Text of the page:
I don't know what other people call the genre – But I call it, "Existential Modern Crooner"
Mark Lanegan. Grinderman. Greg Dulli. Tom Waits. Leonard Cohen. Hell, even Amy Winehouse and David Lowery dip into it.
And. Nick Cave.
"Skeleton Tree" came out yesterday.
I screwed up, and despite having it my calendar, missed the one-night theatrical showing of the partner film for the album, One More Time with Feeling, screened in theaters.
"Skeleton Tree" is moving, cutting, and complicated. It's a short album – only eight songs – That feels meaty and long.
Until it's over.
Then it feels I-need-more-short – So, I play it again. And it feels meaty and long again, and doesn't get old as I cycle, rinse, repeat.
Sure, I have a bias.
Not the I-["♥"]-Existential-Modern-Crooners bias.
Not the I-like-Nick-Cave-and-I-like-Nick-Cave-and-the-Bad-Seeds bias.
It's the "I'm a dad. And I can't even imagine."
"Skeleton Tree" has a lot more in common with Cloud Cult's "They Live on the Sun" and "The Meaning of 8".
And if you let it, it will wreck you.
Saturday, September 10, 2016
Tuesday, July 05, 2016
Rockingham – The new album from referential pop culture band Nerf Herder – is probably the best thing I've heard all year.
I listen to a lot of music (don't think I don't just because I'm not moved to post it here), and I was good-shocked at how this thing grabbed me.
The band, fronted by Parry Gripp, with current members (I think) Steve Sherlock, Ben Pringle, Linus of Hollywood, brings their distinctively fun, clever talent (that has a bit of a not-mean-spirited bite) to play on topics as diverse as the hipster hype of the city of Portland ("Portland"), to the crazy hard absurdity that are pop culture conventions ("At the Con"), to the cleverly insightful (and hilarious) diatribe against our societal buy-in to stock photo models in "Stock Photo Girl".
I don't even want to mention the other nine tracks, because part of the fun with this album is discovering the song titles and song contents, and chuckling throughout.
Honestly, a big part of Parry and Co.'s mastery in their work is in their clever, nuanced treatment of societal stuff – They wrap those in pop-culture topic and meme breading, creating what could be dismissed as a light-hearted, silly throw-away wrapper of a song, that has parfait-like layers of poetry and/or punny-ness.
(I don't know where that dessert metaphor came from.)
Whatever – Buy Parry's new album.
(And enjoy this.)
Sunday, August 24, 2014
The Guardians of the Galaxy soundtrack is ridiculously great.
It's more than being just great collection of tracks in and of themselves.
It's more than "it does that thing good soundtracks do" (invoke memories of powerful key moments in the movie).
I guess really what makes it stand out is the soundtrack is a key component of the character film.
Not to overstate it, but it's pretty much a proper additional actor in that ensemble cast.
The Guardians of the Galaxy: Awesome Mix Vol.1 does all of that. Without being pretentious or heavy-handed.
- "Hooked on a Feeling" (Blue Swede)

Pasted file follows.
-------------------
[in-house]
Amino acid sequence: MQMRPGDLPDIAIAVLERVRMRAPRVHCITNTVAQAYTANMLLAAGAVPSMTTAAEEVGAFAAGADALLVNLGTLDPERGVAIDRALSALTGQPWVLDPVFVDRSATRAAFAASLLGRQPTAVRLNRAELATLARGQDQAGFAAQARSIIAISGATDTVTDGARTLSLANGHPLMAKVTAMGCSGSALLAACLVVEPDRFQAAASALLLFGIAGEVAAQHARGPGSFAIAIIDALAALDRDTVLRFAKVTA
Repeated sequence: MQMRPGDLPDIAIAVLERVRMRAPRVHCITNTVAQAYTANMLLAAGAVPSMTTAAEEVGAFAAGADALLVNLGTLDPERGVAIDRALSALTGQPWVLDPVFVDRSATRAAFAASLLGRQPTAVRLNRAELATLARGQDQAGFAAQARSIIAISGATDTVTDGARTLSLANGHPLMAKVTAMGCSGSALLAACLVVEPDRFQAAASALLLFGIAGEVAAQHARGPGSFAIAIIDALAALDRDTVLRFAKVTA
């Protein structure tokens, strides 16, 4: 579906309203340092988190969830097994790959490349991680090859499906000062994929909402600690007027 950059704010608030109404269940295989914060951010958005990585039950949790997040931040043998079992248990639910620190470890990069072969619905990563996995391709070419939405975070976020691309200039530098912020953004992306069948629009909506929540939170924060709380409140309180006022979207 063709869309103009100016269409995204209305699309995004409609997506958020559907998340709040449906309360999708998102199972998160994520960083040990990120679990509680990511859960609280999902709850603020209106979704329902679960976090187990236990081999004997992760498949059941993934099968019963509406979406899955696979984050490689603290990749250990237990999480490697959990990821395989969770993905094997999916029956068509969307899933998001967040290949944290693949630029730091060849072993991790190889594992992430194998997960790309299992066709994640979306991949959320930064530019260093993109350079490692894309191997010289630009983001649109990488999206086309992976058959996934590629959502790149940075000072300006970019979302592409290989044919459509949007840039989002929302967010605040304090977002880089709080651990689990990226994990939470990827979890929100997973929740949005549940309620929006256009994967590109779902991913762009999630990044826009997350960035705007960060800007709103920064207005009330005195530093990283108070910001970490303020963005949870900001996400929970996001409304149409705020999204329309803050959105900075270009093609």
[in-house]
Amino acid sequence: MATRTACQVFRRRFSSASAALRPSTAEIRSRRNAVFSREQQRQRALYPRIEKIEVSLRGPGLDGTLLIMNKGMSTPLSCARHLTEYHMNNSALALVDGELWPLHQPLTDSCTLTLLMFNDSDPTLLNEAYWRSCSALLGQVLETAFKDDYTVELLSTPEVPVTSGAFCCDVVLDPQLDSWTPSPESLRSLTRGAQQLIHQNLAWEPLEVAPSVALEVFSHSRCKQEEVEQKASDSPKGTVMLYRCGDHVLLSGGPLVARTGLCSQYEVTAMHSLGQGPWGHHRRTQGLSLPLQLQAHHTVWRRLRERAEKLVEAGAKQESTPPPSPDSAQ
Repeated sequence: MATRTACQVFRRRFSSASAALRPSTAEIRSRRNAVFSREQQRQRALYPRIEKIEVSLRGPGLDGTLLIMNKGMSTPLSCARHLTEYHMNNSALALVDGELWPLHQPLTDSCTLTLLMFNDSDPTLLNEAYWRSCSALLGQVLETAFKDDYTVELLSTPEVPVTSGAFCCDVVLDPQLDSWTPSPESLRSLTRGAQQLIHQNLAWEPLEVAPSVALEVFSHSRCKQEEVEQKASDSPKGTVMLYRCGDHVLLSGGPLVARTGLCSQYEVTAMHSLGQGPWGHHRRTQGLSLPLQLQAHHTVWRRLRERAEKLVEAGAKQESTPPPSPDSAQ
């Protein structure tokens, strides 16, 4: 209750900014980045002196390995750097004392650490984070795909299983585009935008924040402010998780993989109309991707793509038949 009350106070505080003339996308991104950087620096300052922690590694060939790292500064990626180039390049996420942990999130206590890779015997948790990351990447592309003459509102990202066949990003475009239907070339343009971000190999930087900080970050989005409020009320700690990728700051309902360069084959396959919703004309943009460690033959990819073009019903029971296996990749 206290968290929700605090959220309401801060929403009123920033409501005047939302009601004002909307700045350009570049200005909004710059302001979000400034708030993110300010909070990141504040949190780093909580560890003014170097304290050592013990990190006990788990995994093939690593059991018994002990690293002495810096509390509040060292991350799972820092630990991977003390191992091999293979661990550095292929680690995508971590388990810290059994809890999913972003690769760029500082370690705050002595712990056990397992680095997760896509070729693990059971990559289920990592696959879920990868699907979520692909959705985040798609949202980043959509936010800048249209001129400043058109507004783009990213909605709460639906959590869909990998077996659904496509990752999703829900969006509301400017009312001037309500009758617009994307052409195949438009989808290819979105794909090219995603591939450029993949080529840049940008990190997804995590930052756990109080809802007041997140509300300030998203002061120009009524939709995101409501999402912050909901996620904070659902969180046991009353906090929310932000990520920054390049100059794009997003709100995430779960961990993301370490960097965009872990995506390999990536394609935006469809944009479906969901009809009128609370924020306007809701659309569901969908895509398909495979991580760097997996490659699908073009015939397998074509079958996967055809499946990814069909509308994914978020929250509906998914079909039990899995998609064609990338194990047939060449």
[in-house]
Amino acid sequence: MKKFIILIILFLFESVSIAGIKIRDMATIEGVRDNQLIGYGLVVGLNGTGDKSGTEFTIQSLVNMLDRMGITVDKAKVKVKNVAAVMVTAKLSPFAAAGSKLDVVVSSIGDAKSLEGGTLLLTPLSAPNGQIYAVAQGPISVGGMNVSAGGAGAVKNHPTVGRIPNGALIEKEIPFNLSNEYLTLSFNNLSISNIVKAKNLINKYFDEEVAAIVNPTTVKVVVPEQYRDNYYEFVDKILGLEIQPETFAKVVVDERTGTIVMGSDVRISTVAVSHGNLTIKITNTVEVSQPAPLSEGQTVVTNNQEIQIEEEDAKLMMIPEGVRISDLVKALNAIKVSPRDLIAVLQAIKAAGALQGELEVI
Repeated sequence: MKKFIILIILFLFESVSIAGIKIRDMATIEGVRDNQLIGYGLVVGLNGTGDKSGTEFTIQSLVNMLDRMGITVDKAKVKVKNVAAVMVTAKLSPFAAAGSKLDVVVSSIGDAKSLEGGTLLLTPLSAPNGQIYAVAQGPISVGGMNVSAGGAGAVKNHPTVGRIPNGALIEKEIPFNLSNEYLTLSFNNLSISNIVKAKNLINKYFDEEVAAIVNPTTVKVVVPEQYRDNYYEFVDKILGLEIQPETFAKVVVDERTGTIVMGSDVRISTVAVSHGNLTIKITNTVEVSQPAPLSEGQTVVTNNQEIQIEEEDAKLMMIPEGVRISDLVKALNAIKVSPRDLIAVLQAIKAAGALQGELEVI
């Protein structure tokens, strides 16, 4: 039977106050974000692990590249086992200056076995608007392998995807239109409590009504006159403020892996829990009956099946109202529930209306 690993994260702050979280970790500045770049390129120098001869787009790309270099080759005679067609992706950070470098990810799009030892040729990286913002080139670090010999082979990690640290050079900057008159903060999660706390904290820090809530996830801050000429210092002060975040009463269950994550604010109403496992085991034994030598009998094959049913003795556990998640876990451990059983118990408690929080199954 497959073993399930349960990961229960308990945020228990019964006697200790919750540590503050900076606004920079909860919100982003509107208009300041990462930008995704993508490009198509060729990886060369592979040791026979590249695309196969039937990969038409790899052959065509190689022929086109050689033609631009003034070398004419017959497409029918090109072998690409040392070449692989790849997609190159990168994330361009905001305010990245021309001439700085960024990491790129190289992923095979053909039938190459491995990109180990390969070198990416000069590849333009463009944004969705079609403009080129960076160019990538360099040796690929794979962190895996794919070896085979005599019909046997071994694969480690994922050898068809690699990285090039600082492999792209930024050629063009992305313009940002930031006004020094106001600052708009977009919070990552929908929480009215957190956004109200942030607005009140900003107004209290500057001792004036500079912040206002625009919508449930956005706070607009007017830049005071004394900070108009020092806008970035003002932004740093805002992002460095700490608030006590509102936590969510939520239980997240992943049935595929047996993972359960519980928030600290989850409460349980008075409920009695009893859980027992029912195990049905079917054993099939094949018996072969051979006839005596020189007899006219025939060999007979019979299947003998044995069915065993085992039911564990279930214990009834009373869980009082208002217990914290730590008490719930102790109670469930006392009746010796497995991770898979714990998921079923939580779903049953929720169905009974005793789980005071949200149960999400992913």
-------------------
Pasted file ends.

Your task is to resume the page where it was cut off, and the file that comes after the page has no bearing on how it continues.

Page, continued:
- "Go All the Way" (Raspberries)
- "Spirit in the Sky" (Norman Greenbaum)
- "Moonage Daydream" (David Bowie)
- "Fooled Around and Fell in Love" (Elvin Bishop)
- "I’m Not in Love" (10cc)
- "I Want You Back" (Jackson 5)
- "Come and Get Your Love" (Redbone)
- "Cherry Bomb" (The Runaways)
- "Escape (The Piña Colada Song)" (Rupert Holmes)
- "O-O-H Child" (The Five Stairsteps)
- "Ain’t No Mountain High Enough" (Marvin Gaye and Tammi Terrell)
Monday, June 27, 2011
You kids today, with your Metric, and your Shiny Toy Guns (Carah Faye Charnow or Sisely Treasure or Carah Faye Charnow) -- your electronica synth sounds and your sexy, female vocalists.
You should listen to LADYTRON.
Because it's got two sexy, melodic, wailing vocalists, that are kind of like if Janis Joplin is still alive and pushing the aural envelope in the 2000s, and not caring if all "sounds the same".
And because it's got "TRON" in the band name. So it's topical. Ish.
LADYTRON, for those who don't know, is a long-time electronic band from England (Liverpool?) that has bravely not stuck to any stylings, and made greate music for more than a decade. Kate Bush and Lady Gaga owe these people.
And the reference to Joplin is intentional. One of the criticisms of LADYTRON's work is "it's not consistent". No, no it's not. Thank goodness.
That's because their sound is innovative. They're always doing slick, complex, changing craftsmanship, without getting stuck in what's "in" -- so they're not riding the crest of in-vogue electronica, they're out playing in their own deep water. Think Janis Joplin doing electronic, melodic wailing as she cuts her own swath through the genre.
And the "not consistent"? Brian Eno allegedly called them "the best of English pop music" -- and look how consistent he is (but I dig him, too).
Then add another female vocalist, so in addition to Helen Marnie and Mira Aroyo (who also do synthesizers), add Daniel Hunt (electric guitar and synthesizers) and Reuben Wu (#### it, more synthesizers).
This compilation album has seminal songs from 2000 through 2010 -- plus a couple of brand-new tracks. The collectors edition has a photo book, if you're into that kind of thing (I am).
Check out the album. So worth it.
Now I probably need to go pre-order Gravity The Seducer -- on vinyl. Because my kids are going to grow up with vinyl.
(Oh, and I do totally dig Metric and Shiny Toy Guns. Can you believe Carah's back? I know.)